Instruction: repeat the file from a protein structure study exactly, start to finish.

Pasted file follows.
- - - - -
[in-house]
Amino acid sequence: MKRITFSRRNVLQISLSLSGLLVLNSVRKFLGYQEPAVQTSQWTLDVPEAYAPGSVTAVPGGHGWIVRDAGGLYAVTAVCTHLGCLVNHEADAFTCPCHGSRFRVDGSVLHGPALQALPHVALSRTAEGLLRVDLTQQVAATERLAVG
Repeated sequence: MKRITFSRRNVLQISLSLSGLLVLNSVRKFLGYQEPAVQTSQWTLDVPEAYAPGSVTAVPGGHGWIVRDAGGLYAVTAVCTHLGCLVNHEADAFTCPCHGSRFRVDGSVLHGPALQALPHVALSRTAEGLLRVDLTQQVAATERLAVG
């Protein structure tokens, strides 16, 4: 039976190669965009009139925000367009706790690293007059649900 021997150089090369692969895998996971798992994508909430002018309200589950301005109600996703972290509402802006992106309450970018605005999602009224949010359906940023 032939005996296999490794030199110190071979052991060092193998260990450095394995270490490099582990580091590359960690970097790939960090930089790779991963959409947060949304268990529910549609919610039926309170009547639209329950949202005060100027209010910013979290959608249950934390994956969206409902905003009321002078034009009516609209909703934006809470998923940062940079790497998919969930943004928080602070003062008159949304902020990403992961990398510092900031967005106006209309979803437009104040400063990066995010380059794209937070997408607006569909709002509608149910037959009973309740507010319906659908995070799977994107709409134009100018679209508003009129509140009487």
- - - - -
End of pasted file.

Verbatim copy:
[in-house]
Amino acid sequence: MKRITFSRRNVLQISLSLSGLLVLNSVRKFLGYQEPAVQTSQWTLDVPEAYAPGSVTAVPGGHGWIVRDAGGLYAVTAVCTHLGCLVNHEADAFTCPCHGSRFRVDGSVLHGPALQALPHVALSRTAEGLLRVDLTQQVAATERLAVG
Repeated sequence: MKRITFSRRNVLQISLSLSGLLVLNSVRKFLGYQEPAVQTSQWTLDVPEAYAPGSVTAVPGGHGWIVRDAGGLYAVTAVCTHLGCLVNHEADAFTCPCHGSRFRVDGSVLHGPALQALPHVALSRTAEGLLRVDLTQQVAATERLAVG
């Protein structure tokens, strides 16, 4: 039976190669965009009139925000367009706790690293007059649900 021997150089090369692969895998996971798992994508909430002018309200589950301005109600996703972290509402802006992106309450970018605005999602009224949010359906940023 032939005996296999490794030199110190071979052991060092193998260990450095394995270490490099582990580091590359960690970097790939960090930089790779991963959409947060949304268990529910549609919610039926309170009547639209329950949202005060100027209010910013979290959608249950934390994956969206409902905003009321002078034009009516609209909703934006809470998923940062940079790497998919969930943004928080602070003062008159949304902020990403992961990398510092900031967005106006209309979803437009104040400063990066995010380059794209937070997408607006569909709002509608149910037959009973309740507010319906659908995070799977994107709409134009100018679209508003009129509140009487």